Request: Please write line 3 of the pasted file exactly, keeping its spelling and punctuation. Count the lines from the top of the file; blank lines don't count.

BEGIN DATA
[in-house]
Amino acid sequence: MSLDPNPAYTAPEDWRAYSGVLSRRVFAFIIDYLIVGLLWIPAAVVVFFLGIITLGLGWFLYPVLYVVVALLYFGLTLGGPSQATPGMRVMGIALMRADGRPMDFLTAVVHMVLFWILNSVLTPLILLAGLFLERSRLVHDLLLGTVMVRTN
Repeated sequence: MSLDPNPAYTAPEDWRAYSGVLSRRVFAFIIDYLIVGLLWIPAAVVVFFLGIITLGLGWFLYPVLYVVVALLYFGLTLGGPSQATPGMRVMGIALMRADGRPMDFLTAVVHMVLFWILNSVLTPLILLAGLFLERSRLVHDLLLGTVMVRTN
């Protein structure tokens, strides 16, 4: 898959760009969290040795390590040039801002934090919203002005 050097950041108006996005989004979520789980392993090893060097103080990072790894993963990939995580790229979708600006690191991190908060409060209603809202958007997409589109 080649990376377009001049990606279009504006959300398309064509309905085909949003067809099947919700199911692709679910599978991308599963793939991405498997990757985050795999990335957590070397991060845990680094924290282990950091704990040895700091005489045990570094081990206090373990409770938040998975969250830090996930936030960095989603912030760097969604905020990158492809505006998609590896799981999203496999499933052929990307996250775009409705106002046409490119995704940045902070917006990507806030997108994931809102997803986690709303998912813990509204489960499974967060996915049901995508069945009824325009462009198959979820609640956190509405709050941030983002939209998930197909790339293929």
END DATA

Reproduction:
Repeated sequence: MSLDPNPAYTAPEDWRAYSGVLSRRVFAFIIDYLIVGLLWIPAAVVVFFLGIITLGLGWFLYPVLYVVVALLYFGLTLGGPSQATPGMRVMGIALMRADGRPMDFLTAVVHMVLFWILNSVLTPLILLAGLFLERSRLVHDLLLGTVMVRTN